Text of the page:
Kurly’s Kommentary: Enough already: America needs new dialogue & a scientific fix to abortion issue
April 4, 2013 Leave a comment
By Steven Kurlander
Like the predictability of the change of seasons, social conservative GOP representatives in various State Legislatures have proposed a number of bills in their latest legislative sessions that would restrict, hamper, and even ban outright abortions in their states.
Those same “conservatives” that seek to keep government small and as non-intrusive as possible in the business community’s affairs are on a seemingly duplicitous holy crusade, seeking to have Big Brother deny women a choice to abort a fetus and to punish and restrict the freedoms of doctors, social workers, and others who participate in the practice.
This everlasting struggle between pro-life and pro-choice forces continues unabated-there’s no cease fire in this bloody war. It’s a debate that never ends and tears apart the social fabric of our nation.
Lately, anti-abortionist politicians have been successful recently in enacting legislation to wear away at protections afforded by Roe v. Wade, including requiring mandatory ultrasounds, redefining life at the moment of conception, mandating restrictive regulation of abortion clinics, and implementing restrictive regulations that in fact establish defacto restrictions on abortions.
And the epicenter of this acrimonious abortion debate always seems to be Tallahassee. The Florida Legislature is awash with the dripping righteousness of religious social conservatives in both parties who have been always hell-bent in making it as difficult as possible to obtain an abortion in the Sunshine State.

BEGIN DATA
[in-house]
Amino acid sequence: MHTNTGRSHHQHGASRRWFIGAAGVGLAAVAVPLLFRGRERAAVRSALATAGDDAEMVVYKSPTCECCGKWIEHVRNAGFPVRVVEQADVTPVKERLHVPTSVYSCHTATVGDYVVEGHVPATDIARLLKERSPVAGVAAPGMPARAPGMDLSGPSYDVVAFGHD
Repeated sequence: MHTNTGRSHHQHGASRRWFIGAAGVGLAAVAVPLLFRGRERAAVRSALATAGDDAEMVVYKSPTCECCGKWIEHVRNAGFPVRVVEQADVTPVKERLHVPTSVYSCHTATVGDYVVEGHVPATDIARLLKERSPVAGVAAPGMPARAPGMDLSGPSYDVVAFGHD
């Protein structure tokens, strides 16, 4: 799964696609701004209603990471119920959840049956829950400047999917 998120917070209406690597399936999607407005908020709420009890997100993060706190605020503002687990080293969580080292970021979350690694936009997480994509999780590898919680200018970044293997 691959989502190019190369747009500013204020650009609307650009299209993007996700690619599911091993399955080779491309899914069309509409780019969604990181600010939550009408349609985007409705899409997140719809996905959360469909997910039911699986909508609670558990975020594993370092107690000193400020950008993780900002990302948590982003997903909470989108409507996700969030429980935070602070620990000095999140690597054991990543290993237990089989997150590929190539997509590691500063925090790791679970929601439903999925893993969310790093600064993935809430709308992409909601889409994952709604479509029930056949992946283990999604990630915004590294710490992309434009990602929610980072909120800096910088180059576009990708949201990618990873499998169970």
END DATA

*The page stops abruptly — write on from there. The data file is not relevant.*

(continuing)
At that hearing on the bill, it came down to a debate of choice vs. dictum.
Rep. Jim Boyd: “If a baby is born on a table as a result of a botched abortion, what would Planned Parenthood want to have happen to that child that is struggling for life?”
Snow: “We [Planned Parenthood] believe that any decision that’s made should be left up to the woman, her family, and the physician.
Pigman argued that the state should be the sole arbiter in protecting the unborn child’s existence in such a situation: “In the circumstance of an infant born alive from an abortion, there is at least suspicion that the biological mother may not have the better interest of that born-alive infant in mind.”
What if you could allow an American woman the continued right to make that decision, and at the same time preserve the life of the fetus? The abortion debate would be over. It’s time for the development of an artificial womb that would allow a woman to terminate her pregnancy, but would ensure the continued development and life of the fetus until it could be “born.” As it stands, medical technology and techniques continue to bring down the number of weeks that a premature baby can survive. Unlike 40 years ago when Roe v Wade was decided, it’s doable these days.